George T. Weingartner was born in Slippery Rock Township, Lawrence County, Pennsylvania, on August 4, 1875. He was son of George A. Weingartner and Martha (Warnock) Weingartner. His grandfather George Weingartner had come from Germany, lived in Philadelphia for a time, and settled in Slippery Rock Township in the 1840’s. His father George A. Weingartner was a farmer by occupation, served in the U.S. Army during the Civil War, and was a leading member of the Greenwood Methodist Church.
Young George T. Weingartner attended the local schools, taught school for a few years, and then graduated from the Rose Point Academy in 1896. He then started learning his craft as an attorney in the law offices of Robert K. Aiken, a colorful and accomplished trial lawyer, in New Castle. Weingartner was admitted to the bar in March 1899 and subsequently opened his own law practice in New Castle. He later opened a joint law practice with up-and-coming attorney J. Roy Mercer, a 1908 graduate of Westminster College. Weingartner was married to the former Anna Hazen (1879-1971), of a prominent local family, in May 1901. In the coming years they took up residence in Shenango Township and had four children together.
Weingartner, a religious man, became heavily involved in civic affairs and local Republican politics. As a politician he supported the temperance movement and quickly rose to prominence. He served in the Pennsylvania State House of Representatives from 1905-1907 and 1906-1908 and in the Pennsylvania State Senate from 1909-1913. He was also a longtime member of the Epworth Methodist Church, where he taught a Bible class for several decades.
In about 1907 he founded what became the Weingartner Realty Construction Company, which acquired large parcels of property and built homes for commercial sale. The company was largely responsible for the growth of the residential area of the East Side of New Castle. This and other business ventures made Weingartner a wealthy man. In August 1920 the company was merged into the Citizens Lumber Company and Weingartner, as a major stockholder, continued building homes for that firm. He reorganized his efforts in early 1922 and incorporated the new Weingartner Realty Company, with assistance from minor partners Samuel P. Huey and J. Roy Mercer.
The New Castle News of January 10, 1922, announced, “With Mr. Weingartner are associated in the new company a number of prominent citizens of the city, sound business men who believe that New Castle needs more homes. The company is in short the realization of an idea promulgated by the board of trade several years ago… No particular section of the city will be taken by the new company, it intends to operate in every section of the city, erecting homes wherever the need is shown and building them at a price that will be attractive. Mr. Weingartner, the president and manager of the new company feels that the reputation for “honest houses” that he has borne for the past fifteen years will stand the new company in good stead.”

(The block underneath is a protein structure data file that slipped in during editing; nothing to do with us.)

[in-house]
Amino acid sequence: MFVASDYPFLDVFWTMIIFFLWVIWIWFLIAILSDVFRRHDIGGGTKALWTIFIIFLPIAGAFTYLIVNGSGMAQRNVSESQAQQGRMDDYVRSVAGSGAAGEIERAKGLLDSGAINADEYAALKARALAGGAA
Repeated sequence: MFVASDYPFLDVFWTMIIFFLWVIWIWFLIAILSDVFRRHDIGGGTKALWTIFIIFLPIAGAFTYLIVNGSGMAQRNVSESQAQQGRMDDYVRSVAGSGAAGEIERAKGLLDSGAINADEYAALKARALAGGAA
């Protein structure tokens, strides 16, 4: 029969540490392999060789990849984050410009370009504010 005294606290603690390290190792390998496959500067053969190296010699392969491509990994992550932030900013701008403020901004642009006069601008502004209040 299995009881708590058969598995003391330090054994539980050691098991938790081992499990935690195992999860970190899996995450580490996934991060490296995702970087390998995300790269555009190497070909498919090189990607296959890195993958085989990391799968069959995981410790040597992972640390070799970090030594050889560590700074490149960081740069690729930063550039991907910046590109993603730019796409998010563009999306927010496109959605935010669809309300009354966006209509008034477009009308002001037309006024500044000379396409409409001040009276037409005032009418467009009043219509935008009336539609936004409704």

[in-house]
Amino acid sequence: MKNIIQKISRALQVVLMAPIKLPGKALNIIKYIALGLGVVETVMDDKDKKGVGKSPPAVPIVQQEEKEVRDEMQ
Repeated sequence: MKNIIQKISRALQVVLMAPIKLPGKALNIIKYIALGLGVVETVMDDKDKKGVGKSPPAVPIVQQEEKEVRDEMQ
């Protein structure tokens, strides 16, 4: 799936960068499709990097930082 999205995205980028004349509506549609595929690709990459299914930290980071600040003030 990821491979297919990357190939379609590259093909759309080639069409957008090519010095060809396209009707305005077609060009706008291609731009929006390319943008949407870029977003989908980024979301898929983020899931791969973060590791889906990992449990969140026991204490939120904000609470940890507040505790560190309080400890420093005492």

Over the years Weingartner served as a director with such concerns as the New Castle Hospital, Lawrence Savings and Trust Company, Blair Strip Steel Company, and the Castleton Hotel. He also played an important role in the fund raising and construction efforts of the new Epworth Methodist Church, a magnificent stone structure that was dedicated in July 1931.
Weingartner was elected as a County Commissioner in late 1919 and served for the next four years. He resigned after he was reelected to another four-year term with the Pennsylvania State Senate in November 1924. He was later reelected to the Pennsylvania State House of Representatives and served from 1941-1942.
The New Castle News of Friday, April 1, 1949, mentioned some of his other accomplishments with, “In the party councils he was listed as an independent and in 1912 along with many other Republicans allied himself with the cause of Theodore Roosevelt in the Bull Moose, or Progressive party. He was a delegate to the 1912 Bull Moose convention in Chicago where Theodore Roosevelt was nominated for the presidency. In the early days of the good roads movement he was one of the leaders and as a state official and as a county official he devoted much of his time and energies to getting good roads through the commonwealth. In 1931 he succeeded in interesting Governor Gifford Pinchot in allocating sufficient money to build the Pymatuning dam. To him more than any other man goes the credit for making the dam possible.”
Weingartner, in failing health, retired from active business in about 1945. He passed away in New Castle on Thursday, March 31, 1949, at the age of seventy-three. At his funeral, held at the Leyde Funeral Home, he was hailed as one of the greatest politicians that ever represented New Castle and Lawrence County. He was subsequently laid to rest in Oak Park Cemetery.
Weingartner was involved in the fields of real estate and home construction and initially concentrated on building up the residential district on the East Side of New Castle. He later reorganized his efforts in 1922 and undertook construction projects in all wards of the city. I believe Weingartner is standing on the far right end of the photo. (c1920) Full Size
A newspaper advertisement that appeared in the New Castle News in September 1919. (1919) Full Size